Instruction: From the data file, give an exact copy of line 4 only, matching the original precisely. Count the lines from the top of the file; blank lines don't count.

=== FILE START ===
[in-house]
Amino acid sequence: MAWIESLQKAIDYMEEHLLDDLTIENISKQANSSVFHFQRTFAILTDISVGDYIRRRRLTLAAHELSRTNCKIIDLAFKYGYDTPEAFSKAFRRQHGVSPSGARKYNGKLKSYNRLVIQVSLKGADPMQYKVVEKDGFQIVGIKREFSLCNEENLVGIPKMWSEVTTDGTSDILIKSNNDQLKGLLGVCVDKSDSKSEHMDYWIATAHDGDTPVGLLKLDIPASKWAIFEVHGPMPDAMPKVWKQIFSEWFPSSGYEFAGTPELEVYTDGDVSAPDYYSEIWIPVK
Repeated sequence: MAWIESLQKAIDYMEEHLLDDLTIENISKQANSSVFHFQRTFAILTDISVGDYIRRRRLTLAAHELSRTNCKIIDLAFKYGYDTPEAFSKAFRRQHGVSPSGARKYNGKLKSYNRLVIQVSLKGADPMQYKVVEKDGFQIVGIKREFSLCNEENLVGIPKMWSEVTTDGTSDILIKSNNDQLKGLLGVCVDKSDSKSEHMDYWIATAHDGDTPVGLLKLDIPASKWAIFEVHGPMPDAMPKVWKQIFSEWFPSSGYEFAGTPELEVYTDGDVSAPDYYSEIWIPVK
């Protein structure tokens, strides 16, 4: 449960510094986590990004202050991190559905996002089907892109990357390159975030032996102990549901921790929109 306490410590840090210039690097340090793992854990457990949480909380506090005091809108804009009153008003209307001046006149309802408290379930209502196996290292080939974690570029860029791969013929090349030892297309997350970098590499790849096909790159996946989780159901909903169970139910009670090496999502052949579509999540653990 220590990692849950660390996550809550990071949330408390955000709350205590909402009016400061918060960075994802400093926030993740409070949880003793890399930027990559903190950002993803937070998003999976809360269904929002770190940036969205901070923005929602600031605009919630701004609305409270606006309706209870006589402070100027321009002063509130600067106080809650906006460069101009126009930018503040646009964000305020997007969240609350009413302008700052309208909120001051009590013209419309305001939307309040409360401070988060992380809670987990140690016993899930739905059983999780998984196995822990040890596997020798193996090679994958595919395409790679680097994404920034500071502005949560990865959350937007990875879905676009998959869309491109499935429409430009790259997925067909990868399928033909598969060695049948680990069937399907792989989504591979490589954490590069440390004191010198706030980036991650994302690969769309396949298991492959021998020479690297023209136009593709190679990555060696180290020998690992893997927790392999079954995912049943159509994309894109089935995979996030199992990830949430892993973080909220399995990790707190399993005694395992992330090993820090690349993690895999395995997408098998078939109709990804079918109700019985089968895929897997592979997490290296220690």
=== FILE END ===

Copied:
């Protein structure tokens, strides 16, 4: 449960510094986590990004202050991190559905996002089907892109990357390159975030032996102990549901921790929109 306490410590840090210039690097340090793992854990457990949480909380506090005091809108804009009153008003209307001046006149309802408290379930209502196996290292080939974690570029860029791969013929090349030892297309997350970098590499790849096909790159996946989780159901909903169970139910009670090496999502052949579509999540653990 220590990692849950660390996550809550990071949330408390955000709350205590909402009016400061918060960075994802400093926030993740409070949880003793890399930027990559903190950002993803937070998003999976809360269904929002770190940036969205901070923005929602600031605009919630701004609305409270606006309706209870006589402070100027321009002063509130600067106080809650906006460069101009126009930018503040646009964000305020997007969240609350009413302008700052309208909120001051009590013209419309305001939307309040409360401070988060992380809670987990140690016993899930739905059983999780998984196995822990040890596997020798193996090679994958595919395409790679680097994404920034500071502005949560990865959350937007990875879905676009998959869309491109499935429409430009790259997925067909990868399928033909598969060695049948680990069937399907792989989504591979490589954490590069440390004191010198706030980036991650994302690969769309396949298991492959021998020479690297023209136009593709190679990555060696180290020998690992893997927790392999079954995912049943159509994309894109089935995979996030199992990830949430892993973080909220399995990790707190399993005694395992992330090993820090690349993690895999395995997408098998078939109709990804079918109700019985089968895929897997592979997490290296220690």